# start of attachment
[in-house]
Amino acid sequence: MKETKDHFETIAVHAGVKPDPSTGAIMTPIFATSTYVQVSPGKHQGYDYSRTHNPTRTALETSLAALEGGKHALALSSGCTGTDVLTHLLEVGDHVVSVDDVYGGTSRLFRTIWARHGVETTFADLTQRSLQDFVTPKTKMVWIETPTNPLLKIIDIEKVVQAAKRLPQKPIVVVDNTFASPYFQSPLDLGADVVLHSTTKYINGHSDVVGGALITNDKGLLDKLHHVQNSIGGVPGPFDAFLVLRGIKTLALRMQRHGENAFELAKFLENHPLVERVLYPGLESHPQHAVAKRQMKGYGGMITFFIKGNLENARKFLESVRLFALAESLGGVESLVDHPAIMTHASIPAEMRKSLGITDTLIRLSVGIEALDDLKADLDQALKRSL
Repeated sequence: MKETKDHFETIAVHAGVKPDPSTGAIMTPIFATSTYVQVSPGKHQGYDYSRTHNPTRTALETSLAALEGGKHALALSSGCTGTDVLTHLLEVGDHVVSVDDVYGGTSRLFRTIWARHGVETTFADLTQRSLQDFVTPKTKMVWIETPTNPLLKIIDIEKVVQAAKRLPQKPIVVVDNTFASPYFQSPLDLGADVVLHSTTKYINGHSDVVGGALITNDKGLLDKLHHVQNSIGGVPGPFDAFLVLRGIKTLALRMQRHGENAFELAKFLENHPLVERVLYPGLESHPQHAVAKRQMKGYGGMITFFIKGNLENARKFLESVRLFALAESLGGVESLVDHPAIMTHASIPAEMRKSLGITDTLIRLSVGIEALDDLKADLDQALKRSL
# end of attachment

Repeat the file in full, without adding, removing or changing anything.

[in-house]
Amino acid sequence: MKETKDHFETIAVHAGVKPDPSTGAIMTPIFATSTYVQVSPGKHQGYDYSRTHNPTRTALETSLAALEGGKHALALSSGCTGTDVLTHLLEVGDHVVSVDDVYGGTSRLFRTIWARHGVETTFADLTQRSLQDFVTPKTKMVWIETPTNPLLKIIDIEKVVQAAKRLPQKPIVVVDNTFASPYFQSPLDLGADVVLHSTTKYINGHSDVVGGALITNDKGLLDKLHHVQNSIGGVPGPFDAFLVLRGIKTLALRMQRHGENAFELAKFLENHPLVERVLYPGLESHPQHAVAKRQMKGYGGMITFFIKGNLENARKFLESVRLFALAESLGGVESLVDHPAIMTHASIPAEMRKSLGITDTLIRLSVGIEALDDLKADLDQALKRSL
Repeated sequence: MKETKDHFETIAVHAGVKPDPSTGAIMTPIFATSTYVQVSPGKHQGYDYSRTHNPTRTALETSLAALEGGKHALALSSGCTGTDVLTHLLEVGDHVVSVDDVYGGTSRLFRTIWARHGVETTFADLTQRSLQDFVTPKTKMVWIETPTNPLLKIIDIEKVVQAAKRLPQKPIVVVDNTFASPYFQSPLDLGADVVLHSTTKYINGHSDVVGGALITNDKGLLDKLHHVQNSIGGVPGPFDAFLVLRGIKTLALRMQRHGENAFELAKFLENHPLVERVLYPGLESHPQHAVAKRQMKGYGGMITFFIKGNLENARKFLESVRLFALAESLGGVESLVDHPAIMTHASIPAEMRKSLGITDTLIRLSVGIEALDDLKADLDQALKRSL